WATCH: The school where social dance became cool

Generations of pupils in Scotland have complained about having to learn traditional dances – but not at this school

dancing feet: the Scottish school where social dancing became cool

It's a refrain familiar to parents right across Scotland: "Aw no, we've got social dance today!"

Most pupils in Scotland will have, at some point, been taught traditional dances such as The Gay Gordons, Strip the Willow and The Dashing White Sergeant, often as part of PE lessons.

It's a useful life skill, as anyone who's been whirled off their feet during a boisterous ceilidh at a Scottish wedding would agree.

Many pupils will nevertheless have railed against it – although teachers do insist that, after the initial objections and embarrassment, they often come round to the idea.

At one school, however, compelling evidence has emerged that Scottish country dancing has the potential to hook a new generation.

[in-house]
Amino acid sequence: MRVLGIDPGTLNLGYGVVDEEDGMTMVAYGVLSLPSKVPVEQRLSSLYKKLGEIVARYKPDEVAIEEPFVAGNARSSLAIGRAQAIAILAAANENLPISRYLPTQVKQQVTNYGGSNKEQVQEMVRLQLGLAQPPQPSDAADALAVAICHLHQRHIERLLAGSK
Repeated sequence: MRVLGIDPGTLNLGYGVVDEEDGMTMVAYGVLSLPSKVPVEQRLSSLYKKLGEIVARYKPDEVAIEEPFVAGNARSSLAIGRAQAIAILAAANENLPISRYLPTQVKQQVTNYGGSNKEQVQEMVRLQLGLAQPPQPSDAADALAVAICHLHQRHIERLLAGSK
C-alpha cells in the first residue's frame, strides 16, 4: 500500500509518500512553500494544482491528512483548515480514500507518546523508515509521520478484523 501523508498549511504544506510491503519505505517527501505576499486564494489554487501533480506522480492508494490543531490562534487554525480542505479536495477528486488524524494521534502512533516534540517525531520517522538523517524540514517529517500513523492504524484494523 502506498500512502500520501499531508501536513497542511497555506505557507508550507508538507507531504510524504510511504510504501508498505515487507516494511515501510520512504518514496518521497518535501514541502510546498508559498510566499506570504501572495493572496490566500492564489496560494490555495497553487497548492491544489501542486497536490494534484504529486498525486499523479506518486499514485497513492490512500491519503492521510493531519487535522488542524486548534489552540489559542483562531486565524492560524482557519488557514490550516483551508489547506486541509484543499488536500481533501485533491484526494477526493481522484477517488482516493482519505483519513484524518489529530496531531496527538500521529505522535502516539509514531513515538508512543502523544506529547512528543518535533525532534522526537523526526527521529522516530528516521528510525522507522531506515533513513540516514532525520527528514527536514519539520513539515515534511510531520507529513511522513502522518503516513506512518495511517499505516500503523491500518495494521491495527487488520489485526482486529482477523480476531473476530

A clip posted on Twitter by the PE department at Dunblane High School showed a dozen S3 boys (aged 13-14) doing an impromptu – and impressively proficient – Scottish dance outside the school during a break from lessons.

One even appears so keen to take part that, rather than wait, he continues to munch on a sandwich as he jigs to and fro.

The video has gone viral, having been viewed around 200,000 times and liked nearly 7,000 times on Twitter.

It has prompted hundreds of comments on Twitter. One read: "Most wholesome thing I have seen today! Congratulations young men! This is fab!"

Another tweeted: "How cool is that – Scottish country dancing is a great leveller and just about joy."

And one said: "Fabulous! Takes me back a few years! Although when it was our turn we hated it at Xmas time PE practice, you danced with the boys at arm's length. Glad to see it’s changed days and they’re just all having fun."

Graeme Watson, Dunblane High's faculty head of arts, health and wellbeing, told Tes Scotland that everyone thought it was "brilliant" when a colleague, support for learning assistant and food technician Michelle Murray, recorded and shared the video.

"We were delighted to catch the S3 pupils enjoying an impromptu ceilidh during their break time," said Mr Watson.

"We think it really highlights the ethos of our school and the atmosphere we try to foster during social dance lessons."

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